A common stress for parents of young children, particularly as they start school, is their ability to make friends.
“Exclusion is the worst thing that can happen to somebody,” says William Bukowski, a psychology professor at Concordia University who’s researched friendship in childhood and adolescence.
Kids being ignored can be harder to notice than them being bullied, which is why Bukowski believes teachers especially should try to keep an eye out for it.
Studies have shown good friendships convey a range of health benefits. So learning how to make friends is a critical skill that can take people far in life.
But it’s not one that comes easily to everyone.
U.S.-based psychologist Fred Frankel, and author of the book “Friends Forever: How Parents Can Help Their Kids Make and Keep Good Friends,” says girls can have a harder time making friends because they’re more likely to be “clique-ish.”
They tend to have deeper social relations than boys, Frankel explains, so they “replace rather than add” to their friend circle.
Both sexes often struggle with the transition between elementary to junior high, though. It can be a difficult time because of all the changes happening at once, including puberty, Frankel says.
WATCH: Jessica O’Reilly discusses a recent study which suggests it’s much harder to make friends when you’re older
The start of each school year can act like an annual reset button and is usually the easiest time to make friends for most people aged four to 21. But the foundation for friendship-building starts at home.
Here are the experts’ top tips for parents.
Frankel dedicates an entire chapter in his book to the rules of being a good host — a skill that will carry through to adulthood.
It essentially boils down to the golden rule and putting the guest before yourself. Kids should be taught not to criticize or abandon their guest and not be too bossy, which can be challenging for kids with ADHD.
Parents can help children in this department by modelling good host behaviour. For instance, you could say: “My friend is coming over…I’m going to make lunch for her.” Then let the child see how you treat your guest.
You could also ask kids what nice things they do for their friends and what they like about them, and get them to think how their playmate might feel if they won’t share toys.
According to Bukowski, there are two main models that explain what makes a good friend.
One centers around the notion that people like those who provide something for them — be it fun, help, happiness, laughter, or opportunities. The other model says we like to hang around like-minded individuals.
When kids are younger, experts say parents should create opportunities for them to socialize with kids who share common interests.
This could mean signing them up for activities they enjoy and ideally aren’t too competitive, or just even inviting over family friends with kids.
Keep in mind that pairing two children who are lonely may not be the best idea; two kids with ADHD can also be a recipe for disaster because “they’re worse together,” warns Frankel.
While you don’t want to be over-controlling, you may want to weed out friends who you don’t think will be a good influence, Frankel suggests.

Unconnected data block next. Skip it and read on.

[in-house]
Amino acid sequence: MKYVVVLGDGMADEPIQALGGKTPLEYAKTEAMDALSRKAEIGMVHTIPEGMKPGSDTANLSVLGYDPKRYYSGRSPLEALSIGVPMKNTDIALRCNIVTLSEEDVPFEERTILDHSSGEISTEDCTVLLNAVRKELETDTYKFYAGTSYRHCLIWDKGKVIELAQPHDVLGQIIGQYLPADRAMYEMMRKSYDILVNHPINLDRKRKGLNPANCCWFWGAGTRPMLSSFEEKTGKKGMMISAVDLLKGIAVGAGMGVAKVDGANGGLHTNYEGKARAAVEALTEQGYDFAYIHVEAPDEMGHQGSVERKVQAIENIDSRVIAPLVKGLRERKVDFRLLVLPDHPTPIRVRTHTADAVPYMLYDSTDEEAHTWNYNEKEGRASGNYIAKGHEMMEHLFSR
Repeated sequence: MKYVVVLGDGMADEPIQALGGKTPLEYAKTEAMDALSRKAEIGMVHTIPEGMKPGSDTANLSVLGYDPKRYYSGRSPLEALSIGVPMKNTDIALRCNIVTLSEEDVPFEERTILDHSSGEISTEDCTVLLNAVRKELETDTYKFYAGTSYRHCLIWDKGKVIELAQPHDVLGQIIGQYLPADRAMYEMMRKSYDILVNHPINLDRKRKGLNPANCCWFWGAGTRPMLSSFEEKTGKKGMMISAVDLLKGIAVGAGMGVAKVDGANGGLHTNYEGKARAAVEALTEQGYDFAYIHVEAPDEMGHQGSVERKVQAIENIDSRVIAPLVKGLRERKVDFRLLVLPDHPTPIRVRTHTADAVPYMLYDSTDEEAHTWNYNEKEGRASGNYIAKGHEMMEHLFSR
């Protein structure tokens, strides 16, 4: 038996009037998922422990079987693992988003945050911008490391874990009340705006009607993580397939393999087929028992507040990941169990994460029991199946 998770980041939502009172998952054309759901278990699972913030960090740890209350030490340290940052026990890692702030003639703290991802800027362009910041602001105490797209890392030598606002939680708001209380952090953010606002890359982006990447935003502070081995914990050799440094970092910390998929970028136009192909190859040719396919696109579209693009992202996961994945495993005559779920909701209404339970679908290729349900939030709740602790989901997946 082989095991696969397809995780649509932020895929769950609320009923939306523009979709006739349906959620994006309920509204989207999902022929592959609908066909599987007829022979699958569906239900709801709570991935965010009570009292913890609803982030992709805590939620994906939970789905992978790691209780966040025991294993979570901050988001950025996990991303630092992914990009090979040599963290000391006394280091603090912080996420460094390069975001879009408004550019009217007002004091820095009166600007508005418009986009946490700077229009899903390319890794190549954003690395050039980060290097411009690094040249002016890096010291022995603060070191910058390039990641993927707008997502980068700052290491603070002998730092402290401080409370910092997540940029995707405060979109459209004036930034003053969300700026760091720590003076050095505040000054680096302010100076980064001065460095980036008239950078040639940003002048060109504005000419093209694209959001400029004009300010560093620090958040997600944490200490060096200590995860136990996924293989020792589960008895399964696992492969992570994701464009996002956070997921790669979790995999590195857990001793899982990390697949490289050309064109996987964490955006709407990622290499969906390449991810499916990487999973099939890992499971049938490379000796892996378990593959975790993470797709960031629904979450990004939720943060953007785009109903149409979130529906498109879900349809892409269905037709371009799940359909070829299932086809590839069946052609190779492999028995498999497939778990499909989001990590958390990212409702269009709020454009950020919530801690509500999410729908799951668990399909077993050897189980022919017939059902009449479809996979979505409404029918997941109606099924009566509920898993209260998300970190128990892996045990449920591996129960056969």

However, provide a “better” alternative whenever possible (keeping your child’s personality and interests in mind) because, as he points out: “if the kid is friendless and desperate, playing with anyone is a treat.”
You could turn to your child’s teacher for friendship-matching advice, since teachers should know the social landscape of their classroom.
Researchers have seen success with buddy programs as well, especially if they match older socially inept kids with younger socially-advanced children.
Don’t let your child have “play slaves.” That’s what Frankel calls it when kids invite others over just to boss them around.
Check in on kids’ play dates and if you notice a problematic behaviour or conflict, coach them through it.
Frankel recommends pulling your child aside (to avoid public shaming) and reminding him or her of the “good host” rule. Focus on the one that was broken and get the child to promise not to do it anymore.
For the “teachable moment” to be most effective, it should be flagged as soon as the behaviour occurs.
“Usually that’s enough. Kids want to be liked and they’re doing things out of habit,” Frankel says.
If sharing is a problem, in some situations you could put away any toy the child is very attached to.
As Frankel learned when his son was five and really enjoyed building models, “there are some toys some children really don’t want to share. They might want to show it but don’t want their friend to take it apart.”
Putting them out of sight can prevent any problematic situations.
One of Bukowski’s studies has shown that a child’s friendships fluctuate throughout the school year, so parents shouldn’t worry too much about a lull unless it seems chronic.
Tracy Vaillancourt, a professor of education and psychology at the University of Ottawa, stresses making and maintaining friendships is a skill that can be acquired.
Some parents may feel the impulse to shield children who are shy or are having trouble fitting in by picking them up at school so they don’t have to endure a dreaded bus ride, for instance. That actually can further isolate children from their peers, she argues, suggesting that making friends is like any other skill — the more you do it, the better at it you become.
— With files from Helen Branswell, The Canadian Press
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